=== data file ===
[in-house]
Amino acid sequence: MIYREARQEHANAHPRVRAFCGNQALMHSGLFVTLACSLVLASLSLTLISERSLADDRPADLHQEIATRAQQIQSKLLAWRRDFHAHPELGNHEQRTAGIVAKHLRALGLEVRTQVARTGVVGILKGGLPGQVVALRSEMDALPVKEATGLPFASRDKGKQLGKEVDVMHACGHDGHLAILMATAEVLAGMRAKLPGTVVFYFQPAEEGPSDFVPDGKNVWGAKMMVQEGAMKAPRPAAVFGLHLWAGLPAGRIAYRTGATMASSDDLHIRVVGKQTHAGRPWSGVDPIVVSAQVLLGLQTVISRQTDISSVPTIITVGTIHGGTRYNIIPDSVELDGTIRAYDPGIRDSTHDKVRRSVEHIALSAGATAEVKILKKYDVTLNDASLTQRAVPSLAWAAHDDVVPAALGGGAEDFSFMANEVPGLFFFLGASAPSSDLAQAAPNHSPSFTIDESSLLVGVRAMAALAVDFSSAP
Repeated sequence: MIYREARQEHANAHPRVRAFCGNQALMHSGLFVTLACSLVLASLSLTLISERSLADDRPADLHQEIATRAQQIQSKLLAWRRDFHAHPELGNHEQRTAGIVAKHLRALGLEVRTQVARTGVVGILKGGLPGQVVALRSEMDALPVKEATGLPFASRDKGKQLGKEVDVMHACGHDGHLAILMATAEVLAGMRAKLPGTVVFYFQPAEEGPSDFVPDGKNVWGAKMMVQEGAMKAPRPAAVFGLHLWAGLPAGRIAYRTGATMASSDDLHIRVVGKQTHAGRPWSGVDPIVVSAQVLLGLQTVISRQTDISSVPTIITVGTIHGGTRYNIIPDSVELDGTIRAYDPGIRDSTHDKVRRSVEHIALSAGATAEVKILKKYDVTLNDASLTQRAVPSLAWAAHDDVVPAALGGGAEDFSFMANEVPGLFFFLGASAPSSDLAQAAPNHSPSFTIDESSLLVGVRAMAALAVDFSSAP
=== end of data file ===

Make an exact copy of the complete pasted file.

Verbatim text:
[in-house]
Amino acid sequence: MIYREARQEHANAHPRVRAFCGNQALMHSGLFVTLACSLVLASLSLTLISERSLADDRPADLHQEIATRAQQIQSKLLAWRRDFHAHPELGNHEQRTAGIVAKHLRALGLEVRTQVARTGVVGILKGGLPGQVVALRSEMDALPVKEATGLPFASRDKGKQLGKEVDVMHACGHDGHLAILMATAEVLAGMRAKLPGTVVFYFQPAEEGPSDFVPDGKNVWGAKMMVQEGAMKAPRPAAVFGLHLWAGLPAGRIAYRTGATMASSDDLHIRVVGKQTHAGRPWSGVDPIVVSAQVLLGLQTVISRQTDISSVPTIITVGTIHGGTRYNIIPDSVELDGTIRAYDPGIRDSTHDKVRRSVEHIALSAGATAEVKILKKYDVTLNDASLTQRAVPSLAWAAHDDVVPAALGGGAEDFSFMANEVPGLFFFLGASAPSSDLAQAAPNHSPSFTIDESSLLVGVRAMAALAVDFSSAP
Repeated sequence: MIYREARQEHANAHPRVRAFCGNQALMHSGLFVTLACSLVLASLSLTLISERSLADDRPADLHQEIATRAQQIQSKLLAWRRDFHAHPELGNHEQRTAGIVAKHLRALGLEVRTQVARTGVVGILKGGLPGQVVALRSEMDALPVKEATGLPFASRDKGKQLGKEVDVMHACGHDGHLAILMATAEVLAGMRAKLPGTVVFYFQPAEEGPSDFVPDGKNVWGAKMMVQEGAMKAPRPAAVFGLHLWAGLPAGRIAYRTGATMASSDDLHIRVVGKQTHAGRPWSGVDPIVVSAQVLLGLQTVISRQTDISSVPTIITVGTIHGGTRYNIIPDSVELDGTIRAYDPGIRDSTHDKVRRSVEHIALSAGATAEVKILKKYDVTLNDASLTQRAVPSLAWAAHDDVVPAALGGGAEDFSFMANEVPGLFFFLGASAPSSDLAQAAPNHSPSFTIDESSLLVGVRAMAALAVDFSSAP